Life Outside the Box . . .

Several years ago I was invited to be the after-dinner speaker for several hundred crop-dusters and their trade associates. It was the Annual Meeting for the Texas Agricultural Aviation Association, held at the Omni Bayfront hotel in Corpus Christi.

What does one say to such a group? How does one get and hold the attention of a large group of guys who fly small airplanes at a speed of 140 MPH while flying 60-feet above the earth’s surface? Guys who don’t pause to fret when flying under high-line wires, or buzzing major highways. That was the sort of questions that rattled around in my mind for several weeks leading up to the event.

After being formerly introduced to the members, I walked to the podium and opened with a great quote from Tennessee Williams, which was “God bless the man with a wild heart who does not have to live in the box,” and I said that I believed Mr. Williams had just such a group as them in mind when he originated that great declaration. I have taken many speaker’s classes over the years designed to teach speakers how to read an audience and understand group dynamics (body language). Everything I had been taught told me that I had their attention . . . well for the moment, but how to keep it? From what I had learned about these dudes, I was of the opinion that most of them struggled with some attention-related issues.

I laughed and talked about the challenges their parents surely faced in raising them. I mean the struggles of rearing a kid who was determined to push the envelope to the max at every opportunity. A lad you wanted to think outside the box, but to then, pretty much stay in the box. I had some fun with that, and they chuckled as they recalled a parent in total exasperation, desperate to understand the boy and the behavior. Of course, these dude’s question had never been about coloring outside the lines . . . they questioned why the lines were even needed, or desired . . . or why the lines had been so placed.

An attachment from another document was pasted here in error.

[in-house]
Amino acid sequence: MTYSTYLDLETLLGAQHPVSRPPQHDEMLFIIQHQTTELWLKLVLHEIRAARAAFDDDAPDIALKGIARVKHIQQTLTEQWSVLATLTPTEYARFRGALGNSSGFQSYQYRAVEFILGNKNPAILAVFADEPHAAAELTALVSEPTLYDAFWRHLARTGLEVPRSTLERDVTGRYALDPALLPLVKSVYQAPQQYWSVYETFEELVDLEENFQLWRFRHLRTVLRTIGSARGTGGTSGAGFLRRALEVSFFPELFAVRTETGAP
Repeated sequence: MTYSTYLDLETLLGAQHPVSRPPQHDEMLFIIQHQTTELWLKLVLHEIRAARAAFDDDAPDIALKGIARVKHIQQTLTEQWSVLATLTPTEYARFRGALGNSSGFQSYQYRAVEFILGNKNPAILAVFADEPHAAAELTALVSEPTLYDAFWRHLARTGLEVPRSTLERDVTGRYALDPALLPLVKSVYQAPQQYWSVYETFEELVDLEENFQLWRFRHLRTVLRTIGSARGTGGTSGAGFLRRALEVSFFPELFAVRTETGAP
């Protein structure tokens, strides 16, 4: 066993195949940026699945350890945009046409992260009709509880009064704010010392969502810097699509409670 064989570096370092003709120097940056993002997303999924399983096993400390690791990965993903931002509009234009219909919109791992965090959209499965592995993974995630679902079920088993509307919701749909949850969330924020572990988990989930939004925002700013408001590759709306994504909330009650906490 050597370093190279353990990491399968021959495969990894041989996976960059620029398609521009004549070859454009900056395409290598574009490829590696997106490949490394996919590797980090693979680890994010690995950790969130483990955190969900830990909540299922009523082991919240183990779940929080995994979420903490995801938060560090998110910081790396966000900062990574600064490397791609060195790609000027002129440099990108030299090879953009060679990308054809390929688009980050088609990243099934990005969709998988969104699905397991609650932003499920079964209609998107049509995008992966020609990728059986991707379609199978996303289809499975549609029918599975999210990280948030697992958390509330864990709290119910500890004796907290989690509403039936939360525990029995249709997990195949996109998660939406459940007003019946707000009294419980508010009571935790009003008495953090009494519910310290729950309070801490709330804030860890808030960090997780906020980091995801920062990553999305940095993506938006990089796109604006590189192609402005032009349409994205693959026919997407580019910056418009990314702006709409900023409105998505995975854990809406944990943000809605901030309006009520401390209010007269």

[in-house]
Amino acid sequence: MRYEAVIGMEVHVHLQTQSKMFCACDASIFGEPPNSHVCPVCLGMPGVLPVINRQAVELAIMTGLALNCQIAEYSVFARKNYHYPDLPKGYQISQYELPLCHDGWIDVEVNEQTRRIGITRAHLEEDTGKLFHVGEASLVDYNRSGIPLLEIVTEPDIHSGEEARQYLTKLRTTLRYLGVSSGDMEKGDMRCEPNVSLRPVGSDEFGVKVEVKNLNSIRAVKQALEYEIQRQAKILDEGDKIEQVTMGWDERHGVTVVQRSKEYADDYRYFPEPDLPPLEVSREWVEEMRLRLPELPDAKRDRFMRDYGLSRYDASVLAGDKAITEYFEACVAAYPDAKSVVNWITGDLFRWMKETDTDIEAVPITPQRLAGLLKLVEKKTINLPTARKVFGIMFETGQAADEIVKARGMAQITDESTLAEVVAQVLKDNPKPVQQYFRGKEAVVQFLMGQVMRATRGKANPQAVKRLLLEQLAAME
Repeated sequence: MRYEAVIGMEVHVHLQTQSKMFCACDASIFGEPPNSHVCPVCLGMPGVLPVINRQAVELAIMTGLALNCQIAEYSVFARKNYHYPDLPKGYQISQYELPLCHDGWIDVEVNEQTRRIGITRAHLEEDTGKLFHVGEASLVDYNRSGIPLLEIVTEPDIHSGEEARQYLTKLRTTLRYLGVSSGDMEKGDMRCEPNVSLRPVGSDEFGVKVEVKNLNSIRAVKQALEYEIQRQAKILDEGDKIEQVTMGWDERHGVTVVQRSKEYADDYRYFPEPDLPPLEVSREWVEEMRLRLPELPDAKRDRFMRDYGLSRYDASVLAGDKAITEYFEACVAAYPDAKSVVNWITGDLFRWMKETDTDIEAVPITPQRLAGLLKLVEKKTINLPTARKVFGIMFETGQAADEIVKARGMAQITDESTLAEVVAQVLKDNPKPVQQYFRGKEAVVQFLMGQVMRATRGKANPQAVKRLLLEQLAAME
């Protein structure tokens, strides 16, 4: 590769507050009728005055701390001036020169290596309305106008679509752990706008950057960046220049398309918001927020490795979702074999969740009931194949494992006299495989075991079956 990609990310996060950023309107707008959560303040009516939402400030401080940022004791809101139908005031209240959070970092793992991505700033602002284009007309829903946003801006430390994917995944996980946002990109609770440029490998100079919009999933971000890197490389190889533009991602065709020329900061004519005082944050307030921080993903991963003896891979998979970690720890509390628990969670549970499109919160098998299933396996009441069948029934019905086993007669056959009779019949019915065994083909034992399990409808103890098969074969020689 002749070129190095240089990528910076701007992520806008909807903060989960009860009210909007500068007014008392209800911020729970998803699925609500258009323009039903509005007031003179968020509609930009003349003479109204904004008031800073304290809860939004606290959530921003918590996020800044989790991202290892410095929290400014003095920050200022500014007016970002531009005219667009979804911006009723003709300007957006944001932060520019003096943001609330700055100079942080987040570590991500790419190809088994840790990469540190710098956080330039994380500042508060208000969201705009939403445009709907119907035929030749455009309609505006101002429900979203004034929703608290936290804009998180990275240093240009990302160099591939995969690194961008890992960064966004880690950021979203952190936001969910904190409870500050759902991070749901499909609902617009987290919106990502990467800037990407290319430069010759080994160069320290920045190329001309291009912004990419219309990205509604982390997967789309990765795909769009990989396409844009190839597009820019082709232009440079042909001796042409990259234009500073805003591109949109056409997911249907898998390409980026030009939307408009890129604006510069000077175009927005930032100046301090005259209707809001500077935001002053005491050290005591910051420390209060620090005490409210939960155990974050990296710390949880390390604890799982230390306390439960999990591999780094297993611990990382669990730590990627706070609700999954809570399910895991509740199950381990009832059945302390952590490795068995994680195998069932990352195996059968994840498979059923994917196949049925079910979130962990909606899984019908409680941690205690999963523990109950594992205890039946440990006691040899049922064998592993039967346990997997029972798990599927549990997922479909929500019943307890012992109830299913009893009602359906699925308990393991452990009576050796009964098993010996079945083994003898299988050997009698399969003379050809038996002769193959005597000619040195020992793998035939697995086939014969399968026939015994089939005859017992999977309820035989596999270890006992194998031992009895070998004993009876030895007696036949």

I discussed the great cost of the equipment being put into service and the business formula developers employ to determine the cost per day/hour/minute the depreciable equipment was in use (for these guys it was an air tractor engine and the formula was designed to establish the true cost of the time the engine was running). The model factored in debt-service and the equipment replacement model together with the life expectancy of the machine, as well as the chemical cost factor and how it ought to be applied in the pricing for services delivered (the Association’s ED had asked me to address such issues from a developer’s perspective and said the guys were great, fearless pilots, but poor businessmen and struggled with the financial part of their businesses). As I recall, I believe the number I came up at was something close to $150 per hour, without the costs of chemicals or burdened labor cost factored into the equation. The group expressed some amazement at that business model.